Date of Award


Document Type


Degree Name

Doctor of Ministry (DMin)



First Advisor

Guy Chmieleski

Second Advisor

Laura Simmons


The generation gap, as it is classically defined, maintains postures of ideological polarization between generational cohorts. In a congregational context, the pendulum of societal projection diagnoses obvious differences in generations as a means of dealing with systemic anxiety inhibiting differentiation.

The temptation of self-reactivity, destructively compensating for a lack of self- identity – through blame, shame, control, and escape/chaos – results in overgeneralization of the generation gap as a response to formational violations of love and trust, and a perpetuation of unresolved anxiety that leads to homeostasis of the generation gap. The family systems model frames generational research as a bifurcating tendency between the Boomer, Gen X, and Millennial cohorts as a way of identifying how the generational gap is a misplacement of anxiety.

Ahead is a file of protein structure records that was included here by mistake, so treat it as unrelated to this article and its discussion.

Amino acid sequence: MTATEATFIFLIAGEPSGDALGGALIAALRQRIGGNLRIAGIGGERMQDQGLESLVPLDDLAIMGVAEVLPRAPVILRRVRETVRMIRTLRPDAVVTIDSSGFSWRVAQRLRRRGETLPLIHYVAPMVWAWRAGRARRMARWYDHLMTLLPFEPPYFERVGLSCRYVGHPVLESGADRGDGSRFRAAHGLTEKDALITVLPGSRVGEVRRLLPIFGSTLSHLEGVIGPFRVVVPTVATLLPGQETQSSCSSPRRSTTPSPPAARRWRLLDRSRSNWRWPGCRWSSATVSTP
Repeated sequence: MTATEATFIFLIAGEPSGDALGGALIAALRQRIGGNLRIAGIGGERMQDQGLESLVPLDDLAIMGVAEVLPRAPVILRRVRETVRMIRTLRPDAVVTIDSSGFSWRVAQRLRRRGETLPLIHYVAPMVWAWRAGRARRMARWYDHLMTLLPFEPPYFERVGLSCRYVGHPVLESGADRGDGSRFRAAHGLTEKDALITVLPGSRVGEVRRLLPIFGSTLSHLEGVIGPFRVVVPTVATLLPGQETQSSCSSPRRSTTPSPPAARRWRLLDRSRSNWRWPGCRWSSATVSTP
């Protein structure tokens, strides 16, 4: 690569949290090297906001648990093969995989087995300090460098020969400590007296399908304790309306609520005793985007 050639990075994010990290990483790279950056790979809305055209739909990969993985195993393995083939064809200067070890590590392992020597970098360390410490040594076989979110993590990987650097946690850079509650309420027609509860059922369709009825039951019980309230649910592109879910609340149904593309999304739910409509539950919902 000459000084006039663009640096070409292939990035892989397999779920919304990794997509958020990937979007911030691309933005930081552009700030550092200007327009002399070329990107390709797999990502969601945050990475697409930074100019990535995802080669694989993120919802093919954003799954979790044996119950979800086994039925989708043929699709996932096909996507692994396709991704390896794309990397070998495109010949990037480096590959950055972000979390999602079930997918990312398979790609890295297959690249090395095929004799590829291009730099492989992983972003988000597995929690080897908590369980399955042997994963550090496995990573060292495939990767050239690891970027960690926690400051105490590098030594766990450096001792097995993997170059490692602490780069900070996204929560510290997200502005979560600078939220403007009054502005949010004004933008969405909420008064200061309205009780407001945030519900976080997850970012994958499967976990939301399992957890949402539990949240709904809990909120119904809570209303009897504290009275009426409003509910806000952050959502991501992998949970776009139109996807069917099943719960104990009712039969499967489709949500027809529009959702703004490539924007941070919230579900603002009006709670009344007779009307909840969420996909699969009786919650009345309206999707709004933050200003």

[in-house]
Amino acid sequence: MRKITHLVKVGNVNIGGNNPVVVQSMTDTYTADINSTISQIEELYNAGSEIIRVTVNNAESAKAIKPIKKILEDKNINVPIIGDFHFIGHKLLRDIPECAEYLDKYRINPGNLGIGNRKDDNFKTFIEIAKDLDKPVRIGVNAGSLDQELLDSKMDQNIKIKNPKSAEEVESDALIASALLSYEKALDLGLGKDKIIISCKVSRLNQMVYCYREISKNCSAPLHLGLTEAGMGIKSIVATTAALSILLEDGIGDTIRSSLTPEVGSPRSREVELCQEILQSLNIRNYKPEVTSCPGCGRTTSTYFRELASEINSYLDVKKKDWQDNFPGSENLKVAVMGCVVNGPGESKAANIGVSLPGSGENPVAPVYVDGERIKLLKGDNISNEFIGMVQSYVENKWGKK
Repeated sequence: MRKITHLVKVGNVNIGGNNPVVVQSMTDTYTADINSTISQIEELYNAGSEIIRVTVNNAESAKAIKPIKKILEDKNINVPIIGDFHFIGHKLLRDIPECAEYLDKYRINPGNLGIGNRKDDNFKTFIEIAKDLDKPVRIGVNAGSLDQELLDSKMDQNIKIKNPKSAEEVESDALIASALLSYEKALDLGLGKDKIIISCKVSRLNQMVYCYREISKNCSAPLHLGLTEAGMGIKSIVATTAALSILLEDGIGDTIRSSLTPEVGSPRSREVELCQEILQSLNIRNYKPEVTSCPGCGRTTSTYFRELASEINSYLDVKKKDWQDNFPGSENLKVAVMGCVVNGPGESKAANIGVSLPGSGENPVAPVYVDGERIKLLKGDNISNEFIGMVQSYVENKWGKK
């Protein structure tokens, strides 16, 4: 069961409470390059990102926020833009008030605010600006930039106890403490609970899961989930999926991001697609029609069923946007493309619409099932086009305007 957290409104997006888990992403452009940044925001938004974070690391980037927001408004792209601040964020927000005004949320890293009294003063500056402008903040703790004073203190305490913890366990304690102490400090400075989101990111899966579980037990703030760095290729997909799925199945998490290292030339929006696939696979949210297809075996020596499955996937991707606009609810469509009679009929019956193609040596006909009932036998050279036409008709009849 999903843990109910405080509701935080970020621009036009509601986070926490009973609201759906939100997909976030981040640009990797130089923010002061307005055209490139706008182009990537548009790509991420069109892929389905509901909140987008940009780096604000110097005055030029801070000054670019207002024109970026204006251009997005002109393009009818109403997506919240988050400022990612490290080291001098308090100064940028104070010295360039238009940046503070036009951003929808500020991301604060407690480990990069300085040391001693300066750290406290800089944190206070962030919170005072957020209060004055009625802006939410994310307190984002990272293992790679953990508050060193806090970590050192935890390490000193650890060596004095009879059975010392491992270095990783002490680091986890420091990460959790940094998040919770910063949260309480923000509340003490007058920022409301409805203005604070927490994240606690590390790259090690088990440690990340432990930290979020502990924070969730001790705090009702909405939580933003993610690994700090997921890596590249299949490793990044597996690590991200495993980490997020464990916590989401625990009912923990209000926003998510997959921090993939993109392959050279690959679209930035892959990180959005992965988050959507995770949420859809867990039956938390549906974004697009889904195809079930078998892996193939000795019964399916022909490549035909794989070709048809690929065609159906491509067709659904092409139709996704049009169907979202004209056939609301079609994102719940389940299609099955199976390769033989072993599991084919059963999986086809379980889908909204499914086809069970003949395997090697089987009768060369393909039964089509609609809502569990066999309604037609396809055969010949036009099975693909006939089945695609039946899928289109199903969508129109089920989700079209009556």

Biblically, God initiates a process of creation, un-creation, and recreation individually and communally through reconciliation that begins with the foundations of creation, through the People of God, into the Gospels and New Testament as identity formation towards becoming a differentiated non-anxious presence.

The theology of table fellowship identifies Jesus as an embodiment of the dividing tension between cultural rejection (anti-symposium) and cultural assimilation (symposium) by remaining a differentiated non-anxious presence in postures toward reconciliation. Jesus invites convergent commensality—table fellowship that brings together varieties of people with differing ideals—demonstrating in each generational role postures for differentiated non-anxious dialogue that foster the reconciliation of generations within congregational context.

Included in

Christianity Commons